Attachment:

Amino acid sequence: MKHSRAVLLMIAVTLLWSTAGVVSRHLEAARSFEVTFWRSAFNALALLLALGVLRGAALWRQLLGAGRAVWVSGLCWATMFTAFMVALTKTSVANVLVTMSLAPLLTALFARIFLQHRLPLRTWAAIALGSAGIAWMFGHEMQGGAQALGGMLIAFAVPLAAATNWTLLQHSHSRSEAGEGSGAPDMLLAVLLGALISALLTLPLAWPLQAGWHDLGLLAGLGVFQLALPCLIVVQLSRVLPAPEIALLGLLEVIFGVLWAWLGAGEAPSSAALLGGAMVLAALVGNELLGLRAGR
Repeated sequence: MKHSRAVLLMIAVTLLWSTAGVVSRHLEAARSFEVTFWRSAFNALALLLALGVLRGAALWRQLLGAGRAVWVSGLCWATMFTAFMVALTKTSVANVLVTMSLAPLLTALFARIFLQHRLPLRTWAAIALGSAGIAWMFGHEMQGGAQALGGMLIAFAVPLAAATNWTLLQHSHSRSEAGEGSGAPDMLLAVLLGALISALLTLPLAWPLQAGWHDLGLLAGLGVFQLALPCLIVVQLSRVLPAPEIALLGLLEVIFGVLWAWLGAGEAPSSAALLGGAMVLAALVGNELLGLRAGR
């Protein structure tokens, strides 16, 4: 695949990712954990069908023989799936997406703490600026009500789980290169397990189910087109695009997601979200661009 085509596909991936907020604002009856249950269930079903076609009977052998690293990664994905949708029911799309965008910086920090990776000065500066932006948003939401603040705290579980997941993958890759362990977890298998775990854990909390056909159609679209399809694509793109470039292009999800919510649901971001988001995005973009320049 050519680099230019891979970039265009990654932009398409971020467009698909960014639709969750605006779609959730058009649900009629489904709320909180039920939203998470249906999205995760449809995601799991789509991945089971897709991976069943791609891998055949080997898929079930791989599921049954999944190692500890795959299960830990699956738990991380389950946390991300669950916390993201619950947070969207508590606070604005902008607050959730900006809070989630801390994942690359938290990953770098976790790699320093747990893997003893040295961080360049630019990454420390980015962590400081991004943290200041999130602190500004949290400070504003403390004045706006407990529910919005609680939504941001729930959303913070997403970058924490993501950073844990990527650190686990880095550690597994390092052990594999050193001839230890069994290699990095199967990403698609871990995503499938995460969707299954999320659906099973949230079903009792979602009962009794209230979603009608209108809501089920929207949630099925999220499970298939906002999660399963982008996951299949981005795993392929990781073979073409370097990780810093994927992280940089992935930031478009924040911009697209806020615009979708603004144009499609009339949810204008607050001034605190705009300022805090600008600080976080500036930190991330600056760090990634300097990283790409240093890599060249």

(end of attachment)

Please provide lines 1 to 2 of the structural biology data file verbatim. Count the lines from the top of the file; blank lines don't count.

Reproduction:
Amino acid sequence: MKHSRAVLLMIAVTLLWSTAGVVSRHLEAARSFEVTFWRSAFNALALLLALGVLRGAALWRQLLGAGRAVWVSGLCWATMFTAFMVALTKTSVANVLVTMSLAPLLTALFARIFLQHRLPLRTWAAIALGSAGIAWMFGHEMQGGAQALGGMLIAFAVPLAAATNWTLLQHSHSRSEAGEGSGAPDMLLAVLLGALISALLTLPLAWPLQAGWHDLGLLAGLGVFQLALPCLIVVQLSRVLPAPEIALLGLLEVIFGVLWAWLGAGEAPSSAALLGGAMVLAALVGNELLGLRAGR
Repeated sequence: MKHSRAVLLMIAVTLLWSTAGVVSRHLEAARSFEVTFWRSAFNALALLLALGVLRGAALWRQLLGAGRAVWVSGLCWATMFTAFMVALTKTSVANVLVTMSLAPLLTALFARIFLQHRLPLRTWAAIALGSAGIAWMFGHEMQGGAQALGGMLIAFAVPLAAATNWTLLQHSHSRSEAGEGSGAPDMLLAVLLGALISALLTLPLAWPLQAGWHDLGLLAGLGVFQLALPCLIVVQLSRVLPAPEIALLGLLEVIFGVLWAWLGAGEAPSSAALLGGAMVLAALVGNELLGLRAGR